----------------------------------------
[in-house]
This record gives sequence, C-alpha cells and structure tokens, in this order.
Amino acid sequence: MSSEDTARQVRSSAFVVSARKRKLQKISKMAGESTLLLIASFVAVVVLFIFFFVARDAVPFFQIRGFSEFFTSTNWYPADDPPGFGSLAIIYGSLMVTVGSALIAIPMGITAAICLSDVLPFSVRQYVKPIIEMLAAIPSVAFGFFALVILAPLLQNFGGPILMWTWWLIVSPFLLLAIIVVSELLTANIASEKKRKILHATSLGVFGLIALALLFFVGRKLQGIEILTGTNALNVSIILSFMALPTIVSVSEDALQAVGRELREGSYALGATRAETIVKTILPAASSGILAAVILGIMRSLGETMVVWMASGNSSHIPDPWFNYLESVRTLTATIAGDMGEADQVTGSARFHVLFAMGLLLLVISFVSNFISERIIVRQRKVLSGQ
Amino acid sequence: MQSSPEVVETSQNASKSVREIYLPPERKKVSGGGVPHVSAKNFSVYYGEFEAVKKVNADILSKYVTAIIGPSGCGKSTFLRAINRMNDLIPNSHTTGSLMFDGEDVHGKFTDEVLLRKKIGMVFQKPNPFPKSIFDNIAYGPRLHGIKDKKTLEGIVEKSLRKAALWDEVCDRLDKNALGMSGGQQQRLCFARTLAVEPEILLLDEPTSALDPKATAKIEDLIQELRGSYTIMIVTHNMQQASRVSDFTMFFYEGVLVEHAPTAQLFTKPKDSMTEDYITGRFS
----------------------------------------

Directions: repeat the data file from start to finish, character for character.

[in-house]
This record gives sequence, C-alpha cells and structure tokens, in this order.
Amino acid sequence: MSSEDTARQVRSSAFVVSARKRKLQKISKMAGESTLLLIASFVAVVVLFIFFFVARDAVPFFQIRGFSEFFTSTNWYPADDPPGFGSLAIIYGSLMVTVGSALIAIPMGITAAICLSDVLPFSVRQYVKPIIEMLAAIPSVAFGFFALVILAPLLQNFGGPILMWTWWLIVSPFLLLAIIVVSELLTANIASEKKRKILHATSLGVFGLIALALLFFVGRKLQGIEILTGTNALNVSIILSFMALPTIVSVSEDALQAVGRELREGSYALGATRAETIVKTILPAASSGILAAVILGIMRSLGETMVVWMASGNSSHIPDPWFNYLESVRTLTATIAGDMGEADQVTGSARFHVLFAMGLLLLVISFVSNFISERIIVRQRKVLSGQ
Amino acid sequence: MQSSPEVVETSQNASKSVREIYLPPERKKVSGGGVPHVSAKNFSVYYGEFEAVKKVNADILSKYVTAIIGPSGCGKSTFLRAINRMNDLIPNSHTTGSLMFDGEDVHGKFTDEVLLRKKIGMVFQKPNPFPKSIFDNIAYGPRLHGIKDKKTLEGIVEKSLRKAALWDEVCDRLDKNALGMSGGQQQRLCFARTLAVEPEILLLDEPTSALDPKATAKIEDLIQELRGSYTIMIVTHNMQQASRVSDFTMFFYEGVLVEHAPTAQLFTKPKDSMTEDYITGRFS